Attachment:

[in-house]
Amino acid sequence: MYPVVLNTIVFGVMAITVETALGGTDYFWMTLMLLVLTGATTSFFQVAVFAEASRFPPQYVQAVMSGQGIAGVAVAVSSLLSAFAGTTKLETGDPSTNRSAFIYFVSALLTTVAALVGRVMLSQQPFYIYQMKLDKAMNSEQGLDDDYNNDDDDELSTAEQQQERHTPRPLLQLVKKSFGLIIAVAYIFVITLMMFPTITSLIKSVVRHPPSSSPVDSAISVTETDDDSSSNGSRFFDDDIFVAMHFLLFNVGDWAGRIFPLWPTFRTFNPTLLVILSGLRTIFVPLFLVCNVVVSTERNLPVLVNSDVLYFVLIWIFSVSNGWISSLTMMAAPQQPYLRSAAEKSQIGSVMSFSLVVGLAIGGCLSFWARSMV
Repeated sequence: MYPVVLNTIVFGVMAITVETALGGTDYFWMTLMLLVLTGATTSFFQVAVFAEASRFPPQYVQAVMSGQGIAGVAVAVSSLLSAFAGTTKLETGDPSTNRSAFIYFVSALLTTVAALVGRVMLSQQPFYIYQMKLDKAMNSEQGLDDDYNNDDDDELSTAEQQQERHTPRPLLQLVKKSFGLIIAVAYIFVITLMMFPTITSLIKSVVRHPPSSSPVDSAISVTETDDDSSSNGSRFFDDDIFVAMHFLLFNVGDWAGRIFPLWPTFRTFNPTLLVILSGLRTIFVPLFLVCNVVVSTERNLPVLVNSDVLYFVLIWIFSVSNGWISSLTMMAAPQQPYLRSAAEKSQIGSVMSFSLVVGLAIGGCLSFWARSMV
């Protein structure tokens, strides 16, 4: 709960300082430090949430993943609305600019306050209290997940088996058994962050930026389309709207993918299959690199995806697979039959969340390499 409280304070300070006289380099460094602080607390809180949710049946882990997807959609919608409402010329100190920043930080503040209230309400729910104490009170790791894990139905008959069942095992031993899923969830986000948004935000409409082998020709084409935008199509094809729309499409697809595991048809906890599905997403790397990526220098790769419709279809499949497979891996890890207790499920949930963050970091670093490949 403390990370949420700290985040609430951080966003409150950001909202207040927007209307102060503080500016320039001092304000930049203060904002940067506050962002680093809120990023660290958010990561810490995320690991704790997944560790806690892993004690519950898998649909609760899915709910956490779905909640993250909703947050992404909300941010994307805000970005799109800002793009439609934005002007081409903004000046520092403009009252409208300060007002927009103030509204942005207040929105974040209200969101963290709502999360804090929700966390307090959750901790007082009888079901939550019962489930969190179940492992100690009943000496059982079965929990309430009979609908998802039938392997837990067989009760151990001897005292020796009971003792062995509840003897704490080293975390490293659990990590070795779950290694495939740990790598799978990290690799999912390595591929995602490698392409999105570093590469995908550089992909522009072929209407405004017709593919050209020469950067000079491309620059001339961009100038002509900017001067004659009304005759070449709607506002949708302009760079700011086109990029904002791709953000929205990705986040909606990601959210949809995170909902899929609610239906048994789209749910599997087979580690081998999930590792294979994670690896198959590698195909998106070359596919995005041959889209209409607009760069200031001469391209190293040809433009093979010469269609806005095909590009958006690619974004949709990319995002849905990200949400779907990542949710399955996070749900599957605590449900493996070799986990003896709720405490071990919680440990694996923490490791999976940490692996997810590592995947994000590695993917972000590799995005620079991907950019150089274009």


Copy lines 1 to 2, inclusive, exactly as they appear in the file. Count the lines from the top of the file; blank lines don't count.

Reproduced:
[in-house]
Amino acid sequence: MYPVVLNTIVFGVMAITVETALGGTDYFWMTLMLLVLTGATTSFFQVAVFAEASRFPPQYVQAVMSGQGIAGVAVAVSSLLSAFAGTTKLETGDPSTNRSAFIYFVSALLTTVAALVGRVMLSQQPFYIYQMKLDKAMNSEQGLDDDYNNDDDDELSTAEQQQERHTPRPLLQLVKKSFGLIIAVAYIFVITLMMFPTITSLIKSVVRHPPSSSPVDSAISVTETDDDSSSNGSRFFDDDIFVAMHFLLFNVGDWAGRIFPLWPTFRTFNPTLLVILSGLRTIFVPLFLVCNVVVSTERNLPVLVNSDVLYFVLIWIFSVSNGWISSLTMMAAPQQPYLRSAAEKSQIGSVMSFSLVVGLAIGGCLSFWARSMV